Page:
Migos soared in popularity in January, riding No. 1 from January 15th to the 21st, then again from January 29th to February 11th. Their rise to number one may have been catalyzed by the shout-out from actor Donald Glover at the Golden Globes on January 8th (the timing fits) who thanked Migos when he received his award for best TV series, Atlanta. Glover thanked them not only for guest starring in the show, but specifically for their song Bad and Boujee. One week later the song hit No. 1 (from No. 13 before the Golden Globes).
The song sets the stage in today’s crass poetic form:
Raindrop (drip) drop top (drop top)
Smokin’ on cookie in the hotbox (cookie)
F**kin’ on your bitch, she a thot, thot (thot)
Cookin’ up dope in the crockpot (pot)
We came from nothin’ to somethin’, nigga (hey)
I don’t trust nobody, grip the trigger (nobody)
Call up the gang and they come and get ya (gang)
What these lyrics really mean:
Sitting in our car in the rain
Smoking weed in our car, smoke is filling the car
Have sex with your girl with no regard, after all she’s just a THOT (acronym: that ho over there)
Preparing more weed
We started from the bottom and have rose in popularity
We don’t trust anyone, so we cling to our gun
We solve our problems with violence
Nice. And we wonder why young people are having problems with conflict resolution.
The themes in this song are pretty ubiquitous throughout the charts this year: smoking weed, DGAF, sex with no regard, bitterness, jealousy, and vengeance.
And sex with no regard wasn’t just limited to hip-hop….
Shape of You (Ed Sheeran)
For 12 weeks at the start of the year (January 22nd to January 28th and then again from February 12th to April 29th) Ed Sheeran’s song Shape of You was atop the Billboard Hot 100 chart. It’s not hard to guess the meaning of a song with that title, especially when the song’s lyrics start off with this line:
The club isn't the best place to find a lover
So the bar is where I go
As the song’s chorus confesses, Ed’s admiration of his lover goes no farther than her silhouette:
I’m in love with the shape of you
We push and pull like a magnet do
Although my heart is falling too
I’m in love with your body
And last night you were in my room
And now my bedsheets smell like you
Unlike other songs we’ve already seen on this list (and will sadly see again), Shape doesn’t include any expletives or vulgarities. Likewise, its accompanying music video, which has been seen on YouTube almost 2.9 billion times, doesn’t treat women as objects; in fact, the lead female is cast as a strong and driven woman that Ed has to work hard to keep up with. However, the overall message of the song reinforces the notion that a relationship can be founded completely upon physical attraction and nothing else.
That belief is as hollow as the next artist’s humility….
Humble (Kendrick Lamar)
It didn’t take long for Kendrick Lamar’s song Humble to hit No. 1. Lamar released his new album Damn on April 14th, and by April 30th Humble was reigning at the top of the Hot 100 charts.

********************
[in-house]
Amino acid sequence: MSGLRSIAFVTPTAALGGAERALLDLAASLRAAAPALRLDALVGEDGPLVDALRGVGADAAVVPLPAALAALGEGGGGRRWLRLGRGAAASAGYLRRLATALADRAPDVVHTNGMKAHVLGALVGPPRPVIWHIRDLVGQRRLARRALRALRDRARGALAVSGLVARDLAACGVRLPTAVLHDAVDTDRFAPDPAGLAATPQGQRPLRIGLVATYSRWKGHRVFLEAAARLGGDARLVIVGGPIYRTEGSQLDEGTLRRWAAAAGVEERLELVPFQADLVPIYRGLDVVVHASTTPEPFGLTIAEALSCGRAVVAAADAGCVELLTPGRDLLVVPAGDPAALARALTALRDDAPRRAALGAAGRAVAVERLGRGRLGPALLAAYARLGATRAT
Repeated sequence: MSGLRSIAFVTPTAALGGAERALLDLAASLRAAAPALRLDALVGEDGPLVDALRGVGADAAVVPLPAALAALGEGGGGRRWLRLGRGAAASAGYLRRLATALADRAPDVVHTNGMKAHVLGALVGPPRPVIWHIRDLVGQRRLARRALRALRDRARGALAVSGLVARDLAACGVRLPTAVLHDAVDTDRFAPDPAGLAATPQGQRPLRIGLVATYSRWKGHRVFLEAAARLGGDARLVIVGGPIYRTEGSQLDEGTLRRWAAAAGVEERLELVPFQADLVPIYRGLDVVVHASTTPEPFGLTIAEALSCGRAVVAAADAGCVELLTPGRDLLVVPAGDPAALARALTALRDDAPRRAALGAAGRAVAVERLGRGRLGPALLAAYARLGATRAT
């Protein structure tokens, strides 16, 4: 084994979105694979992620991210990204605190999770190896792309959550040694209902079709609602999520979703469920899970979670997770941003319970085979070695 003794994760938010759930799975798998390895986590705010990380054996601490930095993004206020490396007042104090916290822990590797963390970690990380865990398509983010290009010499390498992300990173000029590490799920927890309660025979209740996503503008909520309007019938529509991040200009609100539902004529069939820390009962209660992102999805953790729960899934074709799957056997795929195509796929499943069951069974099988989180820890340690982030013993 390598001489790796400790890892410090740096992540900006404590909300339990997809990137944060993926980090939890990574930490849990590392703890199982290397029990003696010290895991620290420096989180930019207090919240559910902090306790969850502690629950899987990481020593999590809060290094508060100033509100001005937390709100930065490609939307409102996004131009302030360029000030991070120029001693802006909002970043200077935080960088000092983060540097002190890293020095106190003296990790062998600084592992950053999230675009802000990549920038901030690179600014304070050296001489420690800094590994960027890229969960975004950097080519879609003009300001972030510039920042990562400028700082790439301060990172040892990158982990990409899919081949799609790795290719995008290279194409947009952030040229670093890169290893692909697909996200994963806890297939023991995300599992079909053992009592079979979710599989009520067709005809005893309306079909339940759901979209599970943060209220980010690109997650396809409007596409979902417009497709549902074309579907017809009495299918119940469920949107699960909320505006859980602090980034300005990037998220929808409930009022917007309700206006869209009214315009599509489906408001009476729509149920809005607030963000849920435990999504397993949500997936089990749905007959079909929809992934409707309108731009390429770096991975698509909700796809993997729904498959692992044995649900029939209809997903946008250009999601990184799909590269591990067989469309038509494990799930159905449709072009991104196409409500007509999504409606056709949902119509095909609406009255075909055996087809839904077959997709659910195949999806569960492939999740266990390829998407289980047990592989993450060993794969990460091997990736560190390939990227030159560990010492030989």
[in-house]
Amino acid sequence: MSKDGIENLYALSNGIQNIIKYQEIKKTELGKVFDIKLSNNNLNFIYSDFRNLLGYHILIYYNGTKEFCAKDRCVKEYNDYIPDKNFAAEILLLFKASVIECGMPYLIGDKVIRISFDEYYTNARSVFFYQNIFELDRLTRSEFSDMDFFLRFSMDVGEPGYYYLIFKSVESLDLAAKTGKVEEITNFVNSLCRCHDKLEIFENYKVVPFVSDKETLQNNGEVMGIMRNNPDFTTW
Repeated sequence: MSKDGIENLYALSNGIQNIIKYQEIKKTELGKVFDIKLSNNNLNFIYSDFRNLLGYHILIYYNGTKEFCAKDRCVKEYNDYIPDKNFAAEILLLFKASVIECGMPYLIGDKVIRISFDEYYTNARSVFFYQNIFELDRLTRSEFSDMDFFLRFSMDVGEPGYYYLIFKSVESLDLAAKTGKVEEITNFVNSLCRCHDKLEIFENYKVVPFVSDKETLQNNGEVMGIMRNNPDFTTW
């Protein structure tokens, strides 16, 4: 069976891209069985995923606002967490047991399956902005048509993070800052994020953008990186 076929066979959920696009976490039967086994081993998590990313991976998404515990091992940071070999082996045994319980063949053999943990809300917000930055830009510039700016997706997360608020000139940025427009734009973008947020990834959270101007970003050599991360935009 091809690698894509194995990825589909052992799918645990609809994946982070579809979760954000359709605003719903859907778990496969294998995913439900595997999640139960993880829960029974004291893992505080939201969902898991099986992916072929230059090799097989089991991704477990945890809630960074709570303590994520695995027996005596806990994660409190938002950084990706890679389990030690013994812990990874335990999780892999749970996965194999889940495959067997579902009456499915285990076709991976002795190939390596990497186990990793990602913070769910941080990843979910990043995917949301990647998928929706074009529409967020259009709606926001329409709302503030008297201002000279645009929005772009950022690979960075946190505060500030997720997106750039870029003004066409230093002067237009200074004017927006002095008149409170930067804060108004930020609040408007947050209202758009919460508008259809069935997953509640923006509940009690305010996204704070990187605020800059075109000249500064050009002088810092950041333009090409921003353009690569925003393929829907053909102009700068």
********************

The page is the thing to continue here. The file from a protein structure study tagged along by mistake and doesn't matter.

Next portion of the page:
Christians don’t quite know what to do with Kendrick. Like Chance the Rapper, he claims faith in Jesus, singing about how Christ delivered him from the temptations of drugs, money and sex. On the other hand, his lyrics, although heartfelt and real, aren’t proving to be what parents want their kids listening to:
Girl, I can buy you’re a** the world with my paystub
Ooh that p**sy good, won't you sit it on my taste bloods
I get way too petty once you let me do the extras
Pull up on your block, then break it down we playing Tetris…
Rappers like Kendrick and Chance are creating a quandary for Christian parents. We’re all excited to see these guys seeking Christ and talking about redemption in their music, but at the same time… is this really the kind of stuff our 13-year-olds should have in their earbuds for 2 to 4 hours a day? Especially when all research is telling us, the lyrics affect us.
Lamar’s one week hit would be followed by another one week hit.
That’s What I Like (Bruno Mars)
Bruno Mars has a lot going for him. He’s ridiculously handsome, fabulously wealthy, and uber talented. His vocal ability mixed with the sheer genius of his overall sound has created international hits across his young career. Celebrities with that amount of star power usually get what they like, which is the point of his hit that was No. 1 from May 7th to May 13th this year.
That’s what I Like lets listeners know what the song is about from the opening lines:
Hey, hey, hey
I got a condo in Manhattan
Baby girl, what's hatnin'?
You and you’re a** invited
So gon' and get to clappin'
Go pop it for a player
Pop, pop it for me
Turn around and drop it for a player
Drop, drop it for me
I'll rent a beach house in Miami
Wake up with no jammies (Nope)
Lobster tail for dinner
But he’s not describing a meal. Just to make everything clear, his repeated chorus goes like this:
Lucky for you, that's what I like, that's what I like
Lucky for you, that's what I like, that's what I like